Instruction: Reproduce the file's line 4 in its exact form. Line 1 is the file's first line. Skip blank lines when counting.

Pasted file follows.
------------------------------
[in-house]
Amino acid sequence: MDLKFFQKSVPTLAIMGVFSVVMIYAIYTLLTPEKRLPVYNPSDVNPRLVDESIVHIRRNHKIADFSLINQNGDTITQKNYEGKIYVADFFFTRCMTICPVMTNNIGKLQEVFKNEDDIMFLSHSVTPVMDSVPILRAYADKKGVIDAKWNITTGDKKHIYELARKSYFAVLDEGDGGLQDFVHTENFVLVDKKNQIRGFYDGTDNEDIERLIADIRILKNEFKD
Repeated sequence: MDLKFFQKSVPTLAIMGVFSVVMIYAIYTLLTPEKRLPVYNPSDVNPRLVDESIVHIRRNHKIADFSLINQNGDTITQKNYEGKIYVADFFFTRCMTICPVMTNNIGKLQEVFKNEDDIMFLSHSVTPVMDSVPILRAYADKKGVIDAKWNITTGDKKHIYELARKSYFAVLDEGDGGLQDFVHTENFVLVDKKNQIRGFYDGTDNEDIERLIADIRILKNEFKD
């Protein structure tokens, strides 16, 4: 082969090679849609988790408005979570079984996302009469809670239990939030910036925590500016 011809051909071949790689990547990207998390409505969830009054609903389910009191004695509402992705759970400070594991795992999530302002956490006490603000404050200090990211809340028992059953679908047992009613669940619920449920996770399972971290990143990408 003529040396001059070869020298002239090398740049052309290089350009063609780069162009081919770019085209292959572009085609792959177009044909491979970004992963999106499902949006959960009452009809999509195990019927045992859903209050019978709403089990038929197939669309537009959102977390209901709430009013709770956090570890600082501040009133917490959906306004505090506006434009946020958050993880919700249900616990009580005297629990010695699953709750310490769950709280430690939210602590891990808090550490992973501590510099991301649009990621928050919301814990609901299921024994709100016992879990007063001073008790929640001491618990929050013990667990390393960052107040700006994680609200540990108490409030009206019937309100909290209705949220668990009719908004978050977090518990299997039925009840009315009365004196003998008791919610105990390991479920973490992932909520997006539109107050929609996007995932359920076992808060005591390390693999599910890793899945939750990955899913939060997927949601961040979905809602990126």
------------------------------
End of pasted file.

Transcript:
């Protein structure tokens, strides 16, 4: 082969090679849609988790408005979570079984996302009469809670239990939030910036925590500016 011809051909071949790689990547990207998390409505969830009054609903389910009191004695509402992705759970400070594991795992999530302002956490006490603000404050200090990211809340028992059953679908047992009613669940619920449920996770399972971290990143990408 003529040396001059070869020298002239090398740049052309290089350009063609780069162009081919770019085209292959572009085609792959177009044909491979970004992963999106499902949006959960009452009809999509195990019927045992859903209050019978709403089990038929197939669309537009959102977390209901709430009013709770956090570890600082501040009133917490959906306004505090506006434009946020958050993880919700249900616990009580005297629990010695699953709750310490769950709280430690939210602590891990808090550490992973501590510099991301649009990621928050919301814990609901299921024994709100016992879990007063001073008790929640001491618990929050013990667990390393960052107040700006994680609200540990108490409030009206019937309100909290209705949220668990009719908004978050977090518990299997039925009840009315009365004196003998008791919610105990390991479920973490992932909520997006539109107050929609996007995932359920076992808060005591390390693999599910890793899945939750990955899913939060997927949601961040979905809602990126």